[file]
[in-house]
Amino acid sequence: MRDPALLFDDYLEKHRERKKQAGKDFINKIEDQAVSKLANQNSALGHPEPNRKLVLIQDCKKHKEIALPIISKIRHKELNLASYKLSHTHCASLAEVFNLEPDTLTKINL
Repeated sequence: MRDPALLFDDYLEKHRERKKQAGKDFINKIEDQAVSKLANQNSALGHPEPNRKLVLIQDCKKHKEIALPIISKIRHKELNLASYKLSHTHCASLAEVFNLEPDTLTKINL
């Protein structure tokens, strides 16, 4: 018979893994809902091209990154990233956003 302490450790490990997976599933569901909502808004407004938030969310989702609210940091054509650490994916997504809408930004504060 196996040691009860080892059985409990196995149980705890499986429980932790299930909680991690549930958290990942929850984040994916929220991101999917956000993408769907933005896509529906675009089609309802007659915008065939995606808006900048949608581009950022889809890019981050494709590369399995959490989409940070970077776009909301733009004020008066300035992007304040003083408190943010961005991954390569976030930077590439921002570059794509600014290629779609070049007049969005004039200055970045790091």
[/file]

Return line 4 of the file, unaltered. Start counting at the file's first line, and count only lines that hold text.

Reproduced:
């Protein structure tokens, strides 16, 4: 018979893994809902091209990154990233956003 302490450790490990997976599933569901909502808004407004938030969310989702609210940091054509650490994916997504809408930004504060 196996040691009860080892059985409990196995149980705890499986429980932790299930909680991690549930958290990942929850984040994916929220991101999917956000993408769907933005896509529906675009089609309802007659915008065939995606808006900048949608581009950022889809890019981050494709590369399995959490989409940070970077776009909301733009004020008066300035992007304040003083408190943010961005991954390569976030930077590439921002570059794509600014290629779609070049007049969005004039200055970045790091």